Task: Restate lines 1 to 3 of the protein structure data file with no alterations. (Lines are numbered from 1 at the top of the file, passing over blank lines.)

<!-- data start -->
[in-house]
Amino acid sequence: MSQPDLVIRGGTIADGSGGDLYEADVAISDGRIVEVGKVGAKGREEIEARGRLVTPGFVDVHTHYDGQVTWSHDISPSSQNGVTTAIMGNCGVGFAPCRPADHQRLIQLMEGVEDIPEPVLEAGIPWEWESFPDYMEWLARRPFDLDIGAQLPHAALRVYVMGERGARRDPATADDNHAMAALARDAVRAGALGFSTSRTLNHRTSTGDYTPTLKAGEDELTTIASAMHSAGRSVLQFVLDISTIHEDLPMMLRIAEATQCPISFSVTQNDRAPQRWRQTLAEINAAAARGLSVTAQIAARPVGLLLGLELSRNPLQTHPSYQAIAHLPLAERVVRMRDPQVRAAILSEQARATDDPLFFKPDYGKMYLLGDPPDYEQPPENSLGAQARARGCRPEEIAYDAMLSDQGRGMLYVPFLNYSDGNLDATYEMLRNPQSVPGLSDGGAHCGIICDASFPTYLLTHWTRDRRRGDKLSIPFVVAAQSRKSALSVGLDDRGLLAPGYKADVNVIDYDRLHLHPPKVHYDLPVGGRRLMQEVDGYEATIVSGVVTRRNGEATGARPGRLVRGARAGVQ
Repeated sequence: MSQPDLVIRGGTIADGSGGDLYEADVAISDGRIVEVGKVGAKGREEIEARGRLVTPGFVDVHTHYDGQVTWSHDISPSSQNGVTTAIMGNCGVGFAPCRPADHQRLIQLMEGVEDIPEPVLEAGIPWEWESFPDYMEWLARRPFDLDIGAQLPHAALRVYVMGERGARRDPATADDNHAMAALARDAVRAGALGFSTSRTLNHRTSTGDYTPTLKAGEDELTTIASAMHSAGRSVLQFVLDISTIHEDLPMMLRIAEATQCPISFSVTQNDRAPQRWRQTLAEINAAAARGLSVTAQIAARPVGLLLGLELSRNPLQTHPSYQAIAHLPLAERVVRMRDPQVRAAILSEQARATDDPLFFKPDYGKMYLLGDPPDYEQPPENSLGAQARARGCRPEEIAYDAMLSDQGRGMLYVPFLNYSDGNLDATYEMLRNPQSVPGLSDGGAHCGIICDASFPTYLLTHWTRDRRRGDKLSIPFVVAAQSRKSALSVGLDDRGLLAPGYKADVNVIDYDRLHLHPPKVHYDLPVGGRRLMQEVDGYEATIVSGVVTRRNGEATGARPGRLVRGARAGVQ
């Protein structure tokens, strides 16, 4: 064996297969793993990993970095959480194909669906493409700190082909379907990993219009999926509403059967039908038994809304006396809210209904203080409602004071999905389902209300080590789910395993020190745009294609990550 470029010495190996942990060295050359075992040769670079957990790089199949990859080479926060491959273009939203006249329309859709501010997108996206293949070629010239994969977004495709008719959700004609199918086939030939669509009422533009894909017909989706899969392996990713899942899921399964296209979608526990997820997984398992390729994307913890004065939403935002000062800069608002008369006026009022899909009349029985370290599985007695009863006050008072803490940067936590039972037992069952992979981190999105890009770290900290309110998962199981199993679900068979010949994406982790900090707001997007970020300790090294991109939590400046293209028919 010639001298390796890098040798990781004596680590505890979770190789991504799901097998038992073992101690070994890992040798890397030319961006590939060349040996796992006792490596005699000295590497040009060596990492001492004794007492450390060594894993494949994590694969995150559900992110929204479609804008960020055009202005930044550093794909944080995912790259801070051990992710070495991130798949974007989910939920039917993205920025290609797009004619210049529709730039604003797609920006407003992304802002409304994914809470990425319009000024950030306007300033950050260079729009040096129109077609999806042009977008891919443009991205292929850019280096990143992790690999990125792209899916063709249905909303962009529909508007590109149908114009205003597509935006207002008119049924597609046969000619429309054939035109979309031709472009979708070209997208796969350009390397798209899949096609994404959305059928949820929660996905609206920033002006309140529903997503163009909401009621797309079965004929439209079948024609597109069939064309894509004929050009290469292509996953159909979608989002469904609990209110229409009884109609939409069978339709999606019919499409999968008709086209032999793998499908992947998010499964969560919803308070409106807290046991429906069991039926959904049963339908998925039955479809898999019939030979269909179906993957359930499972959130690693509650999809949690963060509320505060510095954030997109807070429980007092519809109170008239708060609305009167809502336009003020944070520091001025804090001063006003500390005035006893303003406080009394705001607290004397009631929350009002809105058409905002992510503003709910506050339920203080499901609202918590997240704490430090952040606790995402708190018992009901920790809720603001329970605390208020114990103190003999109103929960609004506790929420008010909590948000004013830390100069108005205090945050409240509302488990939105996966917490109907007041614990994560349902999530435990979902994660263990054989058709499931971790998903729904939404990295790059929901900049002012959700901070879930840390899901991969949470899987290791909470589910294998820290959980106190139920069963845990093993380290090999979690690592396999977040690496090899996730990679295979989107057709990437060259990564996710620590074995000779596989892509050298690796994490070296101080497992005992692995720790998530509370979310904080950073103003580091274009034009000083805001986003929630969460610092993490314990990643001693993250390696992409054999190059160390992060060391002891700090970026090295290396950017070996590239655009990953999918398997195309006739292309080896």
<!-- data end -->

[in-house]
Amino acid sequence: MSQPDLVIRGGTIADGSGGDLYEADVAISDGRIVEVGKVGAKGREEIEARGRLVTPGFVDVHTHYDGQVTWSHDISPSSQNGVTTAIMGNCGVGFAPCRPADHQRLIQLMEGVEDIPEPVLEAGIPWEWESFPDYMEWLARRPFDLDIGAQLPHAALRVYVMGERGARRDPATADDNHAMAALARDAVRAGALGFSTSRTLNHRTSTGDYTPTLKAGEDELTTIASAMHSAGRSVLQFVLDISTIHEDLPMMLRIAEATQCPISFSVTQNDRAPQRWRQTLAEINAAAARGLSVTAQIAARPVGLLLGLELSRNPLQTHPSYQAIAHLPLAERVVRMRDPQVRAAILSEQARATDDPLFFKPDYGKMYLLGDPPDYEQPPENSLGAQARARGCRPEEIAYDAMLSDQGRGMLYVPFLNYSDGNLDATYEMLRNPQSVPGLSDGGAHCGIICDASFPTYLLTHWTRDRRRGDKLSIPFVVAAQSRKSALSVGLDDRGLLAPGYKADVNVIDYDRLHLHPPKVHYDLPVGGRRLMQEVDGYEATIVSGVVTRRNGEATGARPGRLVRGARAGVQ
Repeated sequence: MSQPDLVIRGGTIADGSGGDLYEADVAISDGRIVEVGKVGAKGREEIEARGRLVTPGFVDVHTHYDGQVTWSHDISPSSQNGVTTAIMGNCGVGFAPCRPADHQRLIQLMEGVEDIPEPVLEAGIPWEWESFPDYMEWLARRPFDLDIGAQLPHAALRVYVMGERGARRDPATADDNHAMAALARDAVRAGALGFSTSRTLNHRTSTGDYTPTLKAGEDELTTIASAMHSAGRSVLQFVLDISTIHEDLPMMLRIAEATQCPISFSVTQNDRAPQRWRQTLAEINAAAARGLSVTAQIAARPVGLLLGLELSRNPLQTHPSYQAIAHLPLAERVVRMRDPQVRAAILSEQARATDDPLFFKPDYGKMYLLGDPPDYEQPPENSLGAQARARGCRPEEIAYDAMLSDQGRGMLYVPFLNYSDGNLDATYEMLRNPQSVPGLSDGGAHCGIICDASFPTYLLTHWTRDRRRGDKLSIPFVVAAQSRKSALSVGLDDRGLLAPGYKADVNVIDYDRLHLHPPKVHYDLPVGGRRLMQEVDGYEATIVSGVVTRRNGEATGARPGRLVRGARAGVQ